Join 3,366 readers in helping fund MetaFilter (Hide)


I'm in huge debt and have no idea what to do with my life.
October 5, 2009 6:13 AM   Subscribe

Just graduated from a top business school in the United States (H/S/W/K/M, etc.). I am $130k in debt, with payments of $1200 per month staring at me from 6 months away. I'm still not sure what I want to do with my life. Help!

I was an entrepreneur, then went to business school because I wasn't sure what I wanted to do next but thought the credential would be helpful. I hated b-school, but kept at it. Now I'm in crazy debt, and not sure what I want to do. I HATE corporate environments. I love:

- small collegial companies
- startups
- the idea of finance, but not the culture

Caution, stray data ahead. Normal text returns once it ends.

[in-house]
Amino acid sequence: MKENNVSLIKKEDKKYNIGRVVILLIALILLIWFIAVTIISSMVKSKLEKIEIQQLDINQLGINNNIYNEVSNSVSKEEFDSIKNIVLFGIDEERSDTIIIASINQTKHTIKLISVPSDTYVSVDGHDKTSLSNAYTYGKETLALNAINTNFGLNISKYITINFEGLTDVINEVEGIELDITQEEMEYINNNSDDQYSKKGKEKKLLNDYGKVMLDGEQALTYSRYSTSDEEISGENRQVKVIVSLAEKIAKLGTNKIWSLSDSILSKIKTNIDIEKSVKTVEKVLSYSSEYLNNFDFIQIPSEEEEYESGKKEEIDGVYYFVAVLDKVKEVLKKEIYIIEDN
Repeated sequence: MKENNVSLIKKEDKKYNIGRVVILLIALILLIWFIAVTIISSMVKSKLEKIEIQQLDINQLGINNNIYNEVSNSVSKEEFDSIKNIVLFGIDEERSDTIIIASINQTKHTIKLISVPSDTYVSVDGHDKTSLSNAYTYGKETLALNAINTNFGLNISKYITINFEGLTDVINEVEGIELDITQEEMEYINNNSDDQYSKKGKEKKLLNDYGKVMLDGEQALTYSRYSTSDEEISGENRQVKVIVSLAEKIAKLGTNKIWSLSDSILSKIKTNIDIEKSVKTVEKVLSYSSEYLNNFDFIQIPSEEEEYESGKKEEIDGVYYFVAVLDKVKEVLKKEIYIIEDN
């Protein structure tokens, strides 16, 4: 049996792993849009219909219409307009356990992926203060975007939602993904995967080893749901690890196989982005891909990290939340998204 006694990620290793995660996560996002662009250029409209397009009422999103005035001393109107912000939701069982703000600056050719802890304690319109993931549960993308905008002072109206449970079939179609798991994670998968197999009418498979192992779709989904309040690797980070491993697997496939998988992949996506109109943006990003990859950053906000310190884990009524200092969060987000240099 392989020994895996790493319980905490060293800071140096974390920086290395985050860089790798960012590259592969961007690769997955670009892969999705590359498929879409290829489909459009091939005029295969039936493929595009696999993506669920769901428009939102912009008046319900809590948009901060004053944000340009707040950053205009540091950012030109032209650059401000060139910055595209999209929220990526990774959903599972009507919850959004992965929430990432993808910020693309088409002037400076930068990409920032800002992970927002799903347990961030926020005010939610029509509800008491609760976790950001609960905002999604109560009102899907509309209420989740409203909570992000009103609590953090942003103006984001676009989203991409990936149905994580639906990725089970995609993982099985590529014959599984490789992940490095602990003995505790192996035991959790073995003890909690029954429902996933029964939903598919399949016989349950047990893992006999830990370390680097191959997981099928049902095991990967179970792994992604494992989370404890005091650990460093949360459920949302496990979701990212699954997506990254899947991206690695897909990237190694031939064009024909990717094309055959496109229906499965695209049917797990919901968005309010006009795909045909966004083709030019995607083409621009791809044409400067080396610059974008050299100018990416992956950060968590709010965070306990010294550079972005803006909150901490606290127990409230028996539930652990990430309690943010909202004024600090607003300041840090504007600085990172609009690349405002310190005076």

- microfinance
- hippie, do-gooder stuff
- international travel
- product design
- writing
- product management is okay
- liberal cities (Portland, Seattle, SF, Boston, Amsterdam, London, etc.)

My b-school has a a loan forgiveness program if I choose to work at a nonprofit. They'll pay the minimum on my loans, so in TEN years (!) I'll be free.

My resume: short stints at a consulting firm, an investment bank, and a technology company, some entrepreneurial stuff. Used to work as a model/entertainer. Also, some paid photography gigs. I didn't like consulting or finance: too corporate, too hierarchical. The technology company was okay.

I'm in my mid- to late-30s. Single. Female. Wanting to find a partner and have a family, so no desire to work at a 80-100/hour week job to pay off my debts quickly. Would love to live and work internationally. I was born abroad and have EU/US citizenship.

Prone to depression and anxiety and on meds. Don't like high stress environments, but smart enough to fake it a lot of the time and have things turn out okay.

I feel so stupid for putting myself into this situation. This may be the worst mistake of my life. What should I do?

Help me figure out what to do with my life!
posted by alternateuniverse to Work & Money (15 answers total) 6 users marked this as a favorite